The word “cube” holds about as much meaning to the average person as “polygon” or “pixel.” Alone, they’re just manipulations of space and shape, but bring them together, and they can become anything—a monster, a hero, a world.
Until I played Futuridium EP (Extended Play) Deluxe, the new PlayStation Vita retro shooter from Turin, Italy-based developer MixedBag, I had forgotten my old psychological trauma with cubes. It sounds ridiculous, but when innocuous three-dimensional objects become enormous death animals that seek to crush you, they transform into the seeds of nightmare.
That I recently read Stephen King’s novel The Shining (the Kubrick film is one of my favorites) and am currently watching the eponymous TV miniseries may have some bearing on my feelings. In them, the ordinary and inanimate become demonic manifestations of fear—cutesy hedge animals that stalk you in the grass, inching closer every time you look away and back again, or fire extinguishers that grow teeth.
For me, the cause is one I doubt anyone thinks about anymore: a game called I.Q.: Intelligent Qube for the PlayStation. I never owned the puzzle game—only had the displeasure of playing a sample of it on a PlayStation demo disc that came with the console. The cubes didn’t give me nightmares, but I can still hear the slamming, echoing sound they made as they fell from higher platforms, chasing me ever faster until they or I fell off the edge into the dark black abyss.
It was an empty, void-like space, which is where Futuridium takes place, with all its psychedelic neon colors and its affinity for cubes (and bits of cubes). And while the simple 3D graphics look primitive, the contemporary electronic music, silky smooth frame-rate, and nimble spaceship remind me that I’m not playing a ’90s or even an ’80s game—even if it’s based on Andrew Braybrook’s old 8-bit shoot-em-up Uridium, which released for the Commodore 64 in 1986.
Both games are a sort of space war: You fly over dreadnoughts, avoiding shots to your ship. (Dreadnoughts were early 20th-century battleships.) In Futuridium, you fly over their surfaces, dabbled with turrets that shoot missiles, some lazy and some so deadly and precise that only by boosting can you escape them. Other times, you’ll need to avoid mines that explode like stars of expanding red fire or giant, spawning purple orbs that threaten to envelope you in their mass. Long, white rectangles like poles spin against zero gravity, and colossal cubes break apart and crash back together again. It’s tame by Kubrick’s 2001: A Space Odyssey’s standards, but geometry out of context can be a frightening thing.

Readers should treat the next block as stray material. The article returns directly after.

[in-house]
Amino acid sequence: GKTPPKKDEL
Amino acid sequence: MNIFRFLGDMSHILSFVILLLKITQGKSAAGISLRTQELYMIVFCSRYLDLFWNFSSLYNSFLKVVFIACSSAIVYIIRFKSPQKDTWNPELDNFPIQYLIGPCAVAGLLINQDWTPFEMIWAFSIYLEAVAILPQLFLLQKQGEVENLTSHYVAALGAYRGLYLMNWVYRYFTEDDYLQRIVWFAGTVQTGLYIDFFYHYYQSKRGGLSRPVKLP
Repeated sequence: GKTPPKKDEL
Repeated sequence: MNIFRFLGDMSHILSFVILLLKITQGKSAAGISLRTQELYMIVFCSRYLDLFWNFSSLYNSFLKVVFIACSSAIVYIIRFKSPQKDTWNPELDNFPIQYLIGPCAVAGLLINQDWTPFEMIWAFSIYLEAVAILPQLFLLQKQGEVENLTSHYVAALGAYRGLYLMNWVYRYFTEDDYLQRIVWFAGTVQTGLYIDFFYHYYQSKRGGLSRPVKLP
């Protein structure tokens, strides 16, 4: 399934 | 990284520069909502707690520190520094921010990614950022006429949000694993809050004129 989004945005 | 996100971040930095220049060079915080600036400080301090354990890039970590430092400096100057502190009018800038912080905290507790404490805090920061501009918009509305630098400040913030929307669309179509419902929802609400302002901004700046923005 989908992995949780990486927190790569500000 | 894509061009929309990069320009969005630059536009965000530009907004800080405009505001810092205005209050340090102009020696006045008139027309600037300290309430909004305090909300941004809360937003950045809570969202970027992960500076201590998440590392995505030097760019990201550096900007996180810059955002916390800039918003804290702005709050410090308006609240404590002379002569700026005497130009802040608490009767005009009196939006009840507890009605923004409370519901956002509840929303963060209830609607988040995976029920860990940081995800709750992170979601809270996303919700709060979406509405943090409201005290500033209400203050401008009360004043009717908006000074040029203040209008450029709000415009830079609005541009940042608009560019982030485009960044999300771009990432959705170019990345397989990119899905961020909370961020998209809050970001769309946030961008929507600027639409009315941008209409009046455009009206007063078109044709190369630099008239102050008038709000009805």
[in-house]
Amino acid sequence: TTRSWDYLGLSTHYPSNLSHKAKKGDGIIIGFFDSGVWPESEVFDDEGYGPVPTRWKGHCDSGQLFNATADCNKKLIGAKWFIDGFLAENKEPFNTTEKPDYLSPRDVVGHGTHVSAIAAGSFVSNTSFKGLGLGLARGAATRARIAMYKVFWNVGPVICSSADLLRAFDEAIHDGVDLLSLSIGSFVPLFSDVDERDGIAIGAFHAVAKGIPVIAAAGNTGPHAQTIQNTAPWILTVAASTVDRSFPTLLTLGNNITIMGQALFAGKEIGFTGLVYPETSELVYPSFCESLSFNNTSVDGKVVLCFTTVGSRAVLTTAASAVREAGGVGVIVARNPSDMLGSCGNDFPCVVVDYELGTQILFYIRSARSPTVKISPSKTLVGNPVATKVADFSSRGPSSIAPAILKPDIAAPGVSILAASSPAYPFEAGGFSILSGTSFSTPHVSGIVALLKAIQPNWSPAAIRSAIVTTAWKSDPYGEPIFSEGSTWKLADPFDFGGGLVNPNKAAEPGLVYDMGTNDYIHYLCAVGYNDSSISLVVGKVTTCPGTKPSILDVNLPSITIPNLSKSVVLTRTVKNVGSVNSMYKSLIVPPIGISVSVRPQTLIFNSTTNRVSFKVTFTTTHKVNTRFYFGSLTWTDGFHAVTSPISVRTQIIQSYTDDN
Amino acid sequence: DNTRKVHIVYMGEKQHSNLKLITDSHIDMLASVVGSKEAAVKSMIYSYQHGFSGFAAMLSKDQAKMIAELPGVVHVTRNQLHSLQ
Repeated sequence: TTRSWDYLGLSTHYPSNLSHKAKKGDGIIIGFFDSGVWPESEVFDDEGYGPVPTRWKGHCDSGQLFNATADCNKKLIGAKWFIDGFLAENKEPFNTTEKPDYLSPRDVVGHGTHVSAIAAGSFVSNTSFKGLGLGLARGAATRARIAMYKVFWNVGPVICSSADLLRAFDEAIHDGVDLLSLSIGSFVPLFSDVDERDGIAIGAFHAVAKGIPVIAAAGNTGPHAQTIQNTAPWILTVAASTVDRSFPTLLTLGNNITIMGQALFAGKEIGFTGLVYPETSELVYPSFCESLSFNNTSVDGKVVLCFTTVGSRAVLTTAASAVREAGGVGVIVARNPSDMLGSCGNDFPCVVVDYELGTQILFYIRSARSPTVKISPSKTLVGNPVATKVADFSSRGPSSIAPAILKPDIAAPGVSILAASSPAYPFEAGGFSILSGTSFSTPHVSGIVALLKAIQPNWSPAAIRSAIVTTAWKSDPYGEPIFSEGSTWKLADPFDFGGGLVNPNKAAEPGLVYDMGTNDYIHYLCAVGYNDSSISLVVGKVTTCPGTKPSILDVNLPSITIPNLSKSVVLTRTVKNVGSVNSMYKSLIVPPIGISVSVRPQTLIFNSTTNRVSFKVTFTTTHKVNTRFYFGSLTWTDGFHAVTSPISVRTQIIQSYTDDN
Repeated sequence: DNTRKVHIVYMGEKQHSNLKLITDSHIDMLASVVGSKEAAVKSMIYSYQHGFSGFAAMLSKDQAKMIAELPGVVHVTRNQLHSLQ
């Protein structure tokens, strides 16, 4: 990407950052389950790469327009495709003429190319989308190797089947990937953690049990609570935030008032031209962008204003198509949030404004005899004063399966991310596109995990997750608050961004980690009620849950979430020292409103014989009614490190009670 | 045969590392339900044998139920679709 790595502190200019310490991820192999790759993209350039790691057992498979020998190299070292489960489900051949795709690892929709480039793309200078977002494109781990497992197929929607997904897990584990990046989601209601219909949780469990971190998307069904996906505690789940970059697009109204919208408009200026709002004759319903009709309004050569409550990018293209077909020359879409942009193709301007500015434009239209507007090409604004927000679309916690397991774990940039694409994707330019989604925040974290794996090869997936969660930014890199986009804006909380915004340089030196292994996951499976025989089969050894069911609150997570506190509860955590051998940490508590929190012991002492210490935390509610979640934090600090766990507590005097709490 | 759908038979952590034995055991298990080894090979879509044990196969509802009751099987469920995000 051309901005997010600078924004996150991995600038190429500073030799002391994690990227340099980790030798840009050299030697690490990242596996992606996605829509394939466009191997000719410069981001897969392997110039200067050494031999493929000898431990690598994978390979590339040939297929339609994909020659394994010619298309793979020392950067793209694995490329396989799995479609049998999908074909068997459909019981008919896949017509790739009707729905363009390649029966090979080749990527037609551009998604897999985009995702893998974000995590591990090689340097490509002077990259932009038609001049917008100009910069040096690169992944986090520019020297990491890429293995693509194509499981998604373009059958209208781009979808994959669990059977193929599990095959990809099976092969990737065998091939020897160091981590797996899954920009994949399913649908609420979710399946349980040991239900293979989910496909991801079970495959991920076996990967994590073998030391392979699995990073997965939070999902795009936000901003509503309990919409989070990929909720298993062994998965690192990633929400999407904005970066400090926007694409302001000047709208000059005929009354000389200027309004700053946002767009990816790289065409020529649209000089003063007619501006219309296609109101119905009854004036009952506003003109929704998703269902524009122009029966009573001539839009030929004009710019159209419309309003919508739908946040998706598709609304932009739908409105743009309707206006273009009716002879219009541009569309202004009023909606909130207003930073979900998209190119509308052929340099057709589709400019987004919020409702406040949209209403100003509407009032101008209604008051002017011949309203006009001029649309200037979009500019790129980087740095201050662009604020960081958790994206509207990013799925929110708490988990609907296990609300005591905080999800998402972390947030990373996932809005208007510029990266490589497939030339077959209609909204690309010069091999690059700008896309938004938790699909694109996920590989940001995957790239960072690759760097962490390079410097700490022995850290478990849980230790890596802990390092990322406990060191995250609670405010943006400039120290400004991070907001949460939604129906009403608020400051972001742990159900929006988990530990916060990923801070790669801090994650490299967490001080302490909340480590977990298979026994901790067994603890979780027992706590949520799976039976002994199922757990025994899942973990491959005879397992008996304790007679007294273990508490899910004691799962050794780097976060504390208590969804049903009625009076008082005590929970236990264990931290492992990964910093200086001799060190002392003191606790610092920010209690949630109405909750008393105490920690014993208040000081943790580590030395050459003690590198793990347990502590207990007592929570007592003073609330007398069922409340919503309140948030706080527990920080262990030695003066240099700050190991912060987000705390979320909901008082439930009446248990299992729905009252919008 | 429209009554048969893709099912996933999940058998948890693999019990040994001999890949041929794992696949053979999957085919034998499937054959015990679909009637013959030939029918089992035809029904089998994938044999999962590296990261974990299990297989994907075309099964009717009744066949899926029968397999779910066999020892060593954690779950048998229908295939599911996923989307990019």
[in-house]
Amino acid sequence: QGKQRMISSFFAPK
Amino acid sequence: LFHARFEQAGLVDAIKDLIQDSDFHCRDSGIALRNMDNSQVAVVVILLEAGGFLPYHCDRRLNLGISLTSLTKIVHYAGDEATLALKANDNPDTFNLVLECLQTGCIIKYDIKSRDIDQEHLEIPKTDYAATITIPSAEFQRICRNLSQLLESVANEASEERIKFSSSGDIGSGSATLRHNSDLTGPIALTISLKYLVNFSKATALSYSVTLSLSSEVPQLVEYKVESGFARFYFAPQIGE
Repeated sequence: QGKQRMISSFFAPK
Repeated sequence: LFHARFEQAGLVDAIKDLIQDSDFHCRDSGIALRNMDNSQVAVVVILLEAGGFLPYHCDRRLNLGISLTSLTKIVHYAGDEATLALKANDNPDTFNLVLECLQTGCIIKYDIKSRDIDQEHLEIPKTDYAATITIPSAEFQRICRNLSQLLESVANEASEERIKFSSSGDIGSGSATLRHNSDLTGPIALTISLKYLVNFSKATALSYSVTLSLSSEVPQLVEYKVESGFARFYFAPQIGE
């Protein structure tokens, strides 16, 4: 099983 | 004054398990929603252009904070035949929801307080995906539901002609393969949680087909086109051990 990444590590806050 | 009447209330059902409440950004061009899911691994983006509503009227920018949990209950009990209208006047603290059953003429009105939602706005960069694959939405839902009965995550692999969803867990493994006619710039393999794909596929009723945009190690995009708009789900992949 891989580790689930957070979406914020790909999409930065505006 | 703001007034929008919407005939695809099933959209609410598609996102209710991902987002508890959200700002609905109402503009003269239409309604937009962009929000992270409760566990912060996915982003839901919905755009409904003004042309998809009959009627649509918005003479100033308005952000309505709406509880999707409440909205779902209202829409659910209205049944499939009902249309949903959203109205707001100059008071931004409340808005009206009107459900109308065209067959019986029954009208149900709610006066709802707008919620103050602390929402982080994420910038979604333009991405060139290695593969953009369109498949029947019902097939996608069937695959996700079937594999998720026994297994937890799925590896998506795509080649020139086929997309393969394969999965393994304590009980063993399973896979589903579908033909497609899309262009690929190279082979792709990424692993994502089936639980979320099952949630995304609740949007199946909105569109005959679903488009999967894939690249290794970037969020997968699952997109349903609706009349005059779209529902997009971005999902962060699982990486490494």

You race against these dangers, and you race against the clock, for it’s not dying that prompts a game over—it’s your ever-depleting energy, which can only be restored by destroying small cyan cubes.
Running into them doesn’t count, mind. You have to shoot them to get more power, and when you get them all, then you have to destroy the core, which can be hidden or concealed. To survive, you have a flexible tool at your disposal: a ship that isn’t bound to the vertical or the horizontal but to all directions. You can turn your ship around and go back the way you came. You can hold down the turbo for as long as you like.
There’s no easy mode—Futuridium expects you to learn and to master, and you will, but the only mercy it shows you is the credits you can earn through how many cubes you’ve destroyed. With these, you can “continue” to prolong a game over, just like in the arcades. I was up to eight or nine by the time I hit the final zone.
And this is where the frustration sets in—the hatred of cubes. Is it worth replaying challenges you’ve already overcome until you beat so many at once, some arbitrary quota? Was I learning more by doing so, becoming a master of skill? Did I conquer, or was I conquered, playing enough to unlock the additional credits I needed to make it through alive?
Just a hundred more cubes, just one more.